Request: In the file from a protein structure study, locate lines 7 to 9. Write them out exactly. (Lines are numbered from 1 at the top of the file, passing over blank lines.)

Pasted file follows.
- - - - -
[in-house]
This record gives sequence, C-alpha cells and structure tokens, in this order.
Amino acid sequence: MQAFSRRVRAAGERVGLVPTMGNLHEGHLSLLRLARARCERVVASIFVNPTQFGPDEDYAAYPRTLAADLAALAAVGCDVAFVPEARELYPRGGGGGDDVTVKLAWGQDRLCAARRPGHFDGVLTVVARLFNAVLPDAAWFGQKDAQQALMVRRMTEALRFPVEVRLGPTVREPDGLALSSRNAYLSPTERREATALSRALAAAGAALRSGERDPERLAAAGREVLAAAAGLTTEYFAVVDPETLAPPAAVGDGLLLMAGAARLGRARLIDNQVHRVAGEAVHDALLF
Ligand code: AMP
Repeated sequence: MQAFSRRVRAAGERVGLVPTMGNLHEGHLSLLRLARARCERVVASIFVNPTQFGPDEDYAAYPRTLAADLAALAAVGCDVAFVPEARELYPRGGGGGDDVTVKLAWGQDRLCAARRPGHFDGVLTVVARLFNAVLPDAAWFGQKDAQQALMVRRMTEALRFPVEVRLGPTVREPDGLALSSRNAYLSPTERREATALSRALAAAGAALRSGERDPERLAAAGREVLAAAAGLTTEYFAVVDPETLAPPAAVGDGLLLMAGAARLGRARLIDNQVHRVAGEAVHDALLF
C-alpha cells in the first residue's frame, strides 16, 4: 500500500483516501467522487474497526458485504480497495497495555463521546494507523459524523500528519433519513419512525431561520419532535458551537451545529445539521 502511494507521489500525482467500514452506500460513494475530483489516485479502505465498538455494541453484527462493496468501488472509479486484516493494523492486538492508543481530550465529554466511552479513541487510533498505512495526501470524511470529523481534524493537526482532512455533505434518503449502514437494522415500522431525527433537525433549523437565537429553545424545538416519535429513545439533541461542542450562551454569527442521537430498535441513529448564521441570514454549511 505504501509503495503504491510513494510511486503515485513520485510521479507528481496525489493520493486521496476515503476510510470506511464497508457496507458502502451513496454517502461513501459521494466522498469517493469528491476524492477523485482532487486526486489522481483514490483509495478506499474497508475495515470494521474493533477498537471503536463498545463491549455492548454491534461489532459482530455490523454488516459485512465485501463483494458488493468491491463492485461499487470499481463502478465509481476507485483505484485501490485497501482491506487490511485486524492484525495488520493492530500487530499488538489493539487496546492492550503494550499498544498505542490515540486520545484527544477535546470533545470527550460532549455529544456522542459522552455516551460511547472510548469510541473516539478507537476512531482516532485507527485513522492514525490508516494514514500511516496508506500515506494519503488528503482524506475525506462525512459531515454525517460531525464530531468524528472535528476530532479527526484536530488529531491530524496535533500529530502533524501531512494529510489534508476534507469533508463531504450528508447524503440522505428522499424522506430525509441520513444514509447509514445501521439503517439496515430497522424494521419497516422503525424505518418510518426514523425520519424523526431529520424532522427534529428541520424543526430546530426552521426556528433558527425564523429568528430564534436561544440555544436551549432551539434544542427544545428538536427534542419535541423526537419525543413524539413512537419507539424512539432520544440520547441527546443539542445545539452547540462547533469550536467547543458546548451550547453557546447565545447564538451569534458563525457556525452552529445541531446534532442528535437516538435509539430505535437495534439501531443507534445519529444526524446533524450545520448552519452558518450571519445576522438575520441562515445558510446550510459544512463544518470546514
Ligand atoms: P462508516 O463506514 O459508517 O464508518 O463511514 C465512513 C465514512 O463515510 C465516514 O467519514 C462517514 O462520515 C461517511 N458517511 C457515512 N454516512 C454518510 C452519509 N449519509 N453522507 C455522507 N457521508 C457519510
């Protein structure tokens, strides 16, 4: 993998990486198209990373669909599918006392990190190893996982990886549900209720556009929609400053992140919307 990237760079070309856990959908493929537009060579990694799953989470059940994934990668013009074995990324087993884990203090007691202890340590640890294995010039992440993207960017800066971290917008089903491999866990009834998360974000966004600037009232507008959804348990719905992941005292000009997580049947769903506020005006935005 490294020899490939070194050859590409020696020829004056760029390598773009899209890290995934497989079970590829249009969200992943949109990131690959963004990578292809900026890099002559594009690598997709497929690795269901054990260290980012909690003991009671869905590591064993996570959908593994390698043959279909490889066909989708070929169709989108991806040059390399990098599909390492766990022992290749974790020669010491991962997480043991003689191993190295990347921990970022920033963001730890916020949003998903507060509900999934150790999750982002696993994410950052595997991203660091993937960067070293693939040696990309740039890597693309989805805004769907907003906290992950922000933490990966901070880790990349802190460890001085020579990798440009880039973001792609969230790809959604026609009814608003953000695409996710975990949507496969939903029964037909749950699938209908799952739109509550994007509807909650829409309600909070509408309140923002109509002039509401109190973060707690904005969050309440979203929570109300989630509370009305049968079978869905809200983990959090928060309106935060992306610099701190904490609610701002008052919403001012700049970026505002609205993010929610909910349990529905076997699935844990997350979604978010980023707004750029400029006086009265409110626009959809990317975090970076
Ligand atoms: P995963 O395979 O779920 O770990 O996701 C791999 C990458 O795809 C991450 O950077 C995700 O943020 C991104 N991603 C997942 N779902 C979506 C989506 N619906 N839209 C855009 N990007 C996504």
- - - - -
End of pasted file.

Ligand atoms: P462508516 O463506514 O459508517 O464508518 O463511514 C465512513 C465514512 O463515510 C465516514 O467519514 C462517514 O462520515 C461517511 N458517511 C457515512 N454516512 C454518510 C452519509 N449519509 N453522507 C455522507 N457521508 C457519510
């Protein structure tokens, strides 16, 4: 993998990486198209990373669909599918006392990190190893996982990886549900209720556009929609400053992140919307 990237760079070309856990959908493929537009060579990694799953989470059940994934990668013009074995990324087993884990203090007691202890340590640890294995010039992440993207960017800066971290917008089903491999866990009834998360974000966004600037009232507008959804348990719905992941005292000009997580049947769903506020005006935005 490294020899490939070194050859590409020696020829004056760029390598773009899209890290995934497989079970590829249009969200992943949109990131690959963004990578292809900026890099002559594009690598997709497929690795269901054990260290980012909690003991009671869905590591064993996570959908593994390698043959279909490889066909989708070929169709989108991806040059390399990098599909390492766990022992290749974790020669010491991962997480043991003689191993190295990347921990970022920033963001730890916020949003998903507060509900999934150790999750982002696993994410950052595997991203660091993937960067070293693939040696990309740039890597693309989805805004769907907003906290992950922000933490990966901070880790990349802190460890001085020579990798440009880039973001792609969230790809959604026609009814608003953000695409996710975990949507496969939903029964037909749950699938209908799952739109509550994007509807909650829409309600909070509408309140923002109509002039509401109190973060707690904005969050309440979203929570109300989630509370009305049968079978869905809200983990959090928060309106935060992306610099701190904490609610701002008052919403001012700049970026505002609205993010929610909910349990529905076997699935844990997350979604978010980023707004750029400029006086009265409110626009959809990317975090970076
Ligand atoms: P995963 O395979 O779920 O770990 O996701 C791999 C990458 O795809 C991450 O950077 C995700 O943020 C991104 N991603 C997942 N779902 C979506 C989506 N619906 N839209 C855009 N990007 C996504």